Celestron 9.25-SCT is my main imaging telescope, on a Celestron Advanced VX mount.
My latest purchase is an Orion CT80 which I intend to run piggyback on my SCT when I find the correct mounting hardware! Probably will use it for lunar disk imaging, not for autoguiding...
After I broke my NightScape, I took a few years off DSO imaging. The result of careful research has led to my purchase of the ASI294MC Pro. I'm eager to snap some globulars as soon as weather allows!
I use a ZWO 60mm Guide Scope for autoguiding, but also use it for wide field imaging on occasion. The heliacal focuser is very sturdy and the lens is high quality.
This is my ASI 224 MC color camera. With its USB 3.0 port, I have captured planetary video at over 100 frames per second, and it can run even faster than that. It has impressively low noise, and the 10-bit ADC makes planets look so much better than 8-bit imaging. I also use it with my ZWO 60mm Guide Scope for autoguiding.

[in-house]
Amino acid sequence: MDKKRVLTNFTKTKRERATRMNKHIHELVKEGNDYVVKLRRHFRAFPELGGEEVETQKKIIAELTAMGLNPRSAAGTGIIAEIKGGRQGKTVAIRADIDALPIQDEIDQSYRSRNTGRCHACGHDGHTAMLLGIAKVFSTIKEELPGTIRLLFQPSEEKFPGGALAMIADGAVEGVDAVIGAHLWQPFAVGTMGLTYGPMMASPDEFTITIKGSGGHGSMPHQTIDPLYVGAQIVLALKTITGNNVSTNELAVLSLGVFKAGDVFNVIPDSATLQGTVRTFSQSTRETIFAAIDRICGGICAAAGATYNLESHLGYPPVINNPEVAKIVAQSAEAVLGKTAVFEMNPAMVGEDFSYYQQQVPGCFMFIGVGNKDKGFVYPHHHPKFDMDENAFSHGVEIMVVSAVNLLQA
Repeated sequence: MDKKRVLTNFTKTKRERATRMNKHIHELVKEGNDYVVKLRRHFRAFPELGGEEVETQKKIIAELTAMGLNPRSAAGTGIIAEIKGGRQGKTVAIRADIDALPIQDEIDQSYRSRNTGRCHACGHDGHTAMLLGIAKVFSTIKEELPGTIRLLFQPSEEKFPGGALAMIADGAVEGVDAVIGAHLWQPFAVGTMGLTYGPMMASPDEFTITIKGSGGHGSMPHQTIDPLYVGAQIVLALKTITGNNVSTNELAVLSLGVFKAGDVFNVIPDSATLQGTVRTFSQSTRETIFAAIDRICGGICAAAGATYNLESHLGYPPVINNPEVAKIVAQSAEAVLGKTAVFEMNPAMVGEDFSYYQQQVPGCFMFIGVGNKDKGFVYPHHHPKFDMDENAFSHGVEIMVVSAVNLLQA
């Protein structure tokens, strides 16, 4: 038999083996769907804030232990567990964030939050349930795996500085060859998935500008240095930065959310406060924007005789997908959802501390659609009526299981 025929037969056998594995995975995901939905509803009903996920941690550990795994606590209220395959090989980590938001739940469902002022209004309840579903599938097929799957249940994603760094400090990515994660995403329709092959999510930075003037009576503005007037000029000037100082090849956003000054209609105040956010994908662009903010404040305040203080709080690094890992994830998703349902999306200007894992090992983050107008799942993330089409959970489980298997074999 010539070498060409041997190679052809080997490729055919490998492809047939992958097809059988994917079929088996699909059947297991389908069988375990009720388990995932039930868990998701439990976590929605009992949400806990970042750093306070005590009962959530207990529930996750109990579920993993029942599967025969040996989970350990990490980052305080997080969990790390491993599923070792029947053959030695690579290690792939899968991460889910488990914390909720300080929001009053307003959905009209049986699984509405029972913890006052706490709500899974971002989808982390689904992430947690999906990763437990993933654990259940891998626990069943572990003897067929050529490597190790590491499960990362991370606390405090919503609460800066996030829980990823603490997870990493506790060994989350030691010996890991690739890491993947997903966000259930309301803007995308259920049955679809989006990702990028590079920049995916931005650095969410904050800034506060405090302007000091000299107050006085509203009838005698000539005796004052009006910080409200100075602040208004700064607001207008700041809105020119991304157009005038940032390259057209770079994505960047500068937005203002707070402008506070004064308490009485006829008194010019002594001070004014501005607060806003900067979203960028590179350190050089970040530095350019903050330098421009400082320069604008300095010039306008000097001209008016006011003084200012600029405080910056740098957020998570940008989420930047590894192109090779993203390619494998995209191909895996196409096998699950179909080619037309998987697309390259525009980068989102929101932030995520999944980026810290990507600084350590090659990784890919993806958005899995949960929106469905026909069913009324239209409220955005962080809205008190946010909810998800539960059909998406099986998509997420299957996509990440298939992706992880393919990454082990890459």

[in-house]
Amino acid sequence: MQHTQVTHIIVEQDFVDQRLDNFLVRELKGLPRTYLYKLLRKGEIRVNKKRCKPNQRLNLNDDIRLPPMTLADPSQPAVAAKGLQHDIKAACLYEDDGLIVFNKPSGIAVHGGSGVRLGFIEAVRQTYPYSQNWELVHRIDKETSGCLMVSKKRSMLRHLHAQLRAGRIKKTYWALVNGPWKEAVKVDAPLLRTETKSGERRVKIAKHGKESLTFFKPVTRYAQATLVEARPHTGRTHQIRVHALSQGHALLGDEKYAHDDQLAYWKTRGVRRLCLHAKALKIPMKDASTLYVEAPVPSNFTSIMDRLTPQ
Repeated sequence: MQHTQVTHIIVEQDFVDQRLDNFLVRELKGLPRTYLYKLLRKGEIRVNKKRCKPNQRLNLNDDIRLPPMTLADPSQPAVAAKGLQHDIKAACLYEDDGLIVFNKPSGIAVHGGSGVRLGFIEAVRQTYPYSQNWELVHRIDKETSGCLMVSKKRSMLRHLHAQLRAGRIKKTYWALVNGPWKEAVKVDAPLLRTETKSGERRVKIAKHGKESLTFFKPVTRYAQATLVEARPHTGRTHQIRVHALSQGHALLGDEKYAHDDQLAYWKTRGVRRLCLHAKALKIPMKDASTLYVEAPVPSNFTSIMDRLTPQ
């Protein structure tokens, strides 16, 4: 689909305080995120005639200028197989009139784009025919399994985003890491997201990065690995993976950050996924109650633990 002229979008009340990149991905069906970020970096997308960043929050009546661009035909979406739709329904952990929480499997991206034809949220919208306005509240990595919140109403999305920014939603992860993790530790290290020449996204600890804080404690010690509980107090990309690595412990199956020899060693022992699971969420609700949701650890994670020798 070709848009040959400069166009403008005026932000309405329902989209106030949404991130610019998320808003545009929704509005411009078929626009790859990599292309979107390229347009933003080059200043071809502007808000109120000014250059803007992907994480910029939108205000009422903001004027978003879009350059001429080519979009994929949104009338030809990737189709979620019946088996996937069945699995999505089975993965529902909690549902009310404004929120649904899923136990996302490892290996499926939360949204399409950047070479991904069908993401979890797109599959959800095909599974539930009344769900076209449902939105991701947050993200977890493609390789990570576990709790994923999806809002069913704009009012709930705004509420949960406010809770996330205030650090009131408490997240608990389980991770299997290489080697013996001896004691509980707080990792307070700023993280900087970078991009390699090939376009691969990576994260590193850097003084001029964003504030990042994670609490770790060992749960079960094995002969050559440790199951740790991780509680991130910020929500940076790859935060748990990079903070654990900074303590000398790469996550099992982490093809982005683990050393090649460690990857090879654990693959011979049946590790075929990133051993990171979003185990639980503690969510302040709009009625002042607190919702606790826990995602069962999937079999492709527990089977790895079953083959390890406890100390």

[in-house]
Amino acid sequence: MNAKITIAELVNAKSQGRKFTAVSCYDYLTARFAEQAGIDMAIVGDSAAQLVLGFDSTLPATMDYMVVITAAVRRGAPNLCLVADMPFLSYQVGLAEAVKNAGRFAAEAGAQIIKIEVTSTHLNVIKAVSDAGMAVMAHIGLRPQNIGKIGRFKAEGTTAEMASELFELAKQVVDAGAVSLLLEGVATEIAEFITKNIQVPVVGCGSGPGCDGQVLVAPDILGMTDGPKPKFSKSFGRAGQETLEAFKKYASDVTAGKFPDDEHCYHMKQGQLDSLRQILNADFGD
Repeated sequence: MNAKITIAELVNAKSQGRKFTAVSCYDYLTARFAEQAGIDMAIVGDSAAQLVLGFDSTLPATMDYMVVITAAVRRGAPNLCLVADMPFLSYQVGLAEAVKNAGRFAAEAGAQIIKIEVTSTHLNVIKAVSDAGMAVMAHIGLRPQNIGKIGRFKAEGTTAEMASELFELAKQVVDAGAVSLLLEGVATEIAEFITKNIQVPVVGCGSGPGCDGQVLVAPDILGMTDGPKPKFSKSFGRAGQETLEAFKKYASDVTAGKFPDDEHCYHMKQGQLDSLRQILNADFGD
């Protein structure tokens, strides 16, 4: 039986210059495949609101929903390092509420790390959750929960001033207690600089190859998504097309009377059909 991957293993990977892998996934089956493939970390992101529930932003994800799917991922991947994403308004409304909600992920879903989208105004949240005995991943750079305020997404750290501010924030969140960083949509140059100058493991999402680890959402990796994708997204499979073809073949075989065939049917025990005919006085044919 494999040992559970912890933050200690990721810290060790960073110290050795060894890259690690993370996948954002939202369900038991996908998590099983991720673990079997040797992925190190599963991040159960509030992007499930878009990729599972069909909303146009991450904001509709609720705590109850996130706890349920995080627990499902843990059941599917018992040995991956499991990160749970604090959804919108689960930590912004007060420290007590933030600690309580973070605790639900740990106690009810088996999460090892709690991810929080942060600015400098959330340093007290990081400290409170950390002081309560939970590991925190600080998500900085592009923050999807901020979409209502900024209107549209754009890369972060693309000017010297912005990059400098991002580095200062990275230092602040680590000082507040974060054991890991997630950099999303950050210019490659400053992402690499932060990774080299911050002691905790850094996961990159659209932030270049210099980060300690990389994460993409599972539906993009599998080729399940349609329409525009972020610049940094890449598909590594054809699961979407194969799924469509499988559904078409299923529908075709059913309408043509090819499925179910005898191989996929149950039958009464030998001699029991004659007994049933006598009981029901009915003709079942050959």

This is my ZWO Atmospheric Dispersion Corrector. When planets are below 30 degrees elevation, this does an amazing job of correcting the colors and bringing them into focus. I've been very impressed with this little thing.
The Celestron NightScape OSC CCD camera was my DSO camera (until I broke it). I used this for my first autoguided images, achieving 3 minute exposures. It was heavy and clunky to use, and occasionally like to reset itself in the middle of imaging. The USB port was flimsy and eventually came loose. I decided to retire and replace instead of repair.
The Celestron NexImage5 was my first video astronomy camera. I used it for lunar and planetary imaging. The big 5 megapixel detector gave a nice field of view, although the USB 2 port couldn't get past about 50 frames per second.
This big heavy thing is my Orion Starshoot Deep Space Color Imager II (what an impressively long name). I did get pretty sharp images with this, although the small detector gave a pretty limited field of view. I was not a fan of the non-square pixels! Also it shot stills but not video.
My very first astronomy camera was an SBIG ST-237A monochrome with a filter wheel. The quality of this 16-bit camera was excellent, although the detector provided a small field of view. The camera had a separate controller box, which I had to have serviced twice, my only camera that's needed repair. I had to physically send it back, but SBIG promptly fixed it for free.